Om chanting is a form of mantra (a special word used for meditation); it is known to be the universal mantra. Mantra has been in use for thousands of years. These words are said to hold power because they have been used for so long by seekers with reverence and the belief in them to help them make their lives better. “Man” comes from mind and “tra” comes from protection. It is a protection for the mind to chant these sounds. We have hundreds of thousands of thoughts each day; many of those may not be helpful, positive or uplifting.
Often we have thoughts that loop or we say the same things over and over again; this has an influence on the mind. Imagine saying “I hate my life” over and over again all day long. It’s easy to see how you would feel bad pretty quickly. Now imagine saying “I love my life” a hundred times a day; even just saying it once can make you feel good if it’s not too far from the truth. The key is to say it with a light heart, feeling the truth of it or open to the possibility of it being true. You can not help but feel wonderful if you really embrace the meaning of these words.
Chanting the name of God (or a word that represents the most amazing thing you could imagine; or your resonance with this awesome, infinite universe we live in) also affects the mind. This type of repetition protects and calms the mind by allowing it to focus on a single, uplifting thought. Kind of like present day affirmations. These mantras are in Sanskrit; an ancient language where the words have a very specific sound or frequency that embodies the meaning. Mantra is also known to liberate conscious awareness and lift it up above mundane everyday thoughts. It can be repeated silently in the mind as a form of meditation or chanted out loud. Om can also be contemplated in a meditative state; in a very quiet, still space; in a state of listening; so that it can be experienced. You may hear a hum and it may sound like Om to you or it may not.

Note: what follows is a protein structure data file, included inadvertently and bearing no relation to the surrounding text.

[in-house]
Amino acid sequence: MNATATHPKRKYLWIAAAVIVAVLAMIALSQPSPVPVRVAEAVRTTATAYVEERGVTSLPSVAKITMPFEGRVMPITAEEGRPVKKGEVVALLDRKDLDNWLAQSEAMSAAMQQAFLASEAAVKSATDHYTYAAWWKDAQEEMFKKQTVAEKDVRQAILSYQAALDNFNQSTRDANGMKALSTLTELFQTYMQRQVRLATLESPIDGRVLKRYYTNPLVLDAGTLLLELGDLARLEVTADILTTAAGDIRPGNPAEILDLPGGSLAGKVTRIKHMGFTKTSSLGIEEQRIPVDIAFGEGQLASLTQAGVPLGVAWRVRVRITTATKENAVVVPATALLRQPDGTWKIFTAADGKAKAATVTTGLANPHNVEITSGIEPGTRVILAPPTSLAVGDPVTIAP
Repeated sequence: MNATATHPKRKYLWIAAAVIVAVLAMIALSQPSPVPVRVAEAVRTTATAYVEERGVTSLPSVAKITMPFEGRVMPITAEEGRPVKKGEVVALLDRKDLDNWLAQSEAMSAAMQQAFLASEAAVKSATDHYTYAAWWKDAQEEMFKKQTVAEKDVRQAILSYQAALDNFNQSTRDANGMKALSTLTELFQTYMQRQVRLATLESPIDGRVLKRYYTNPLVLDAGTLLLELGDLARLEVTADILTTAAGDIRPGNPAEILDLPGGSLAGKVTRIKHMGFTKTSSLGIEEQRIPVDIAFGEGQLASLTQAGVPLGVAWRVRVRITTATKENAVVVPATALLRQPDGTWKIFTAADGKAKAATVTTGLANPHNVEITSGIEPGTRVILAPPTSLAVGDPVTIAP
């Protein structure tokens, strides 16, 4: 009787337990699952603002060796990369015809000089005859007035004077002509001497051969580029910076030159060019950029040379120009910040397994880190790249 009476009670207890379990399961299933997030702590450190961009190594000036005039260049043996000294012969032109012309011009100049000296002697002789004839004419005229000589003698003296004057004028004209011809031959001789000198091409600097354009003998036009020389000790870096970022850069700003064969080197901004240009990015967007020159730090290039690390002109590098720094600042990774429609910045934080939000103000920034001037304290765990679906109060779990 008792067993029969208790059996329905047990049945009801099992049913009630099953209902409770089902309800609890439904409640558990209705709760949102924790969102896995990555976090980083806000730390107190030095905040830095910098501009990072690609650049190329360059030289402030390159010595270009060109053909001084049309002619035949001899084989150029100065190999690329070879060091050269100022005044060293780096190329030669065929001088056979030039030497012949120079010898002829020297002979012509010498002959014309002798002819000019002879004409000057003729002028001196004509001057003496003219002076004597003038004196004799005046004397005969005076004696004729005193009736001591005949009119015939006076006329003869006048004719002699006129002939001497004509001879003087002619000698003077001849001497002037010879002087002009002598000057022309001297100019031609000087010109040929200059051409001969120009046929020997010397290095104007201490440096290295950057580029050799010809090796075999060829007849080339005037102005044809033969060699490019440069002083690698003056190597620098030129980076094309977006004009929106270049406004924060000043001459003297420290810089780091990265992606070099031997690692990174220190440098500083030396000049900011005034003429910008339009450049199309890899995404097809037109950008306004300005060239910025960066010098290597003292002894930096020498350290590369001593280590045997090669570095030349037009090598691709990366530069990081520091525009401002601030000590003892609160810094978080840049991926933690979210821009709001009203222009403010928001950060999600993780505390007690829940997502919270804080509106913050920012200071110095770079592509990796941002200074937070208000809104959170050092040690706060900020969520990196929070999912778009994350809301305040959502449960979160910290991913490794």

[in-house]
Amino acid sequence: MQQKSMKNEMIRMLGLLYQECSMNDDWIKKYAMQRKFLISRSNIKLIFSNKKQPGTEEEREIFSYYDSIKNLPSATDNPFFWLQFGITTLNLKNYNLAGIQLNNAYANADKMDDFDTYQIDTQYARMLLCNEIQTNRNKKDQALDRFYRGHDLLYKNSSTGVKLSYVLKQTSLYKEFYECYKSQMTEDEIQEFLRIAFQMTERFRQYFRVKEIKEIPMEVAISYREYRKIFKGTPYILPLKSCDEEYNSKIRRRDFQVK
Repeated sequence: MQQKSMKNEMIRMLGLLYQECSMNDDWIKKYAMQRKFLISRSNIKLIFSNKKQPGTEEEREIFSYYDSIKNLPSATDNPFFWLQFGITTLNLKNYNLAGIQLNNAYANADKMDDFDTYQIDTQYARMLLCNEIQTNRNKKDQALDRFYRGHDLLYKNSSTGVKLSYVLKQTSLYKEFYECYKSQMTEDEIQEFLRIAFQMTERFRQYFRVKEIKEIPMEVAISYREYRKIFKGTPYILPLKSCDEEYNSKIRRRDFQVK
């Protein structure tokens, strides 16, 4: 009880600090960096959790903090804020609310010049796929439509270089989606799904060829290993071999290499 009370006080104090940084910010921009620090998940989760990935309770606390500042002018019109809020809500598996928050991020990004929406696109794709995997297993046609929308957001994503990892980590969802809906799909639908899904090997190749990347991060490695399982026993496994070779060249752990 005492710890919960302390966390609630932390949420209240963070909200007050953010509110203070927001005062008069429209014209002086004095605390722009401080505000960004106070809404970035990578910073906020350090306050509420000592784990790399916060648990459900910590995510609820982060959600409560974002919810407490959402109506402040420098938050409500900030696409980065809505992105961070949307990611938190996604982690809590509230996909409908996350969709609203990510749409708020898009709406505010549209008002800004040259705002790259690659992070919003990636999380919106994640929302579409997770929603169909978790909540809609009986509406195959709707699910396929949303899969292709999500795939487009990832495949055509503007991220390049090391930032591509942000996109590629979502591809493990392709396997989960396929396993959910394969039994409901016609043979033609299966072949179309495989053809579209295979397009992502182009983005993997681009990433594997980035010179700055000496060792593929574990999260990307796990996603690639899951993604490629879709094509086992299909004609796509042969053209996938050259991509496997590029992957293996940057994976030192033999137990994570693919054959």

A mantra is to the mind like a comb is to the hair. A comb or brush is used to get out the tangles and bring all of the strands of hair together, flowing in the same direction. The mind is often like tangled hair going in all different directions at once. A mantra brushes the mind with a single thought allowing it to flow in the direction of ones choosing; calming and smoothing it at the same time.
Om represents the four states of consciousness: conscious, subconscious, unconscious and supraconscious; or another way of looking at it is waking, dreaming, deep sleep and samadhi (this translates into bliss or dissolution of the individual sense of separateness and a merging with the unified field of consciousness). It is considered a bija, or a seed syllable, out of which all other sounds arise because it has three syllables basic in all language: Ah, Oh and Mm.
The sound has four parts. In the first part the mouth is open and the jaw relaxed; the sound begins in the back of the throat as an “Aahhh;” it vibrates the belly and represents the waking, conscious mind. The second part moves through the mouth, vibrating the solar plexus and the heart area. The lips form a circle and the sound becomes “Oooh;” representing subconscious mind and dreaming. In the third part the mouth closes, the sound moves out through the lips and becomes “Mmm.” This vibrates the sound in the head and represents unconscious mind and deep sleep. The fourth part of the sound is the silence that follows, where it continues to reverberate throughout ones being and represents supraconsciousness or samadhi.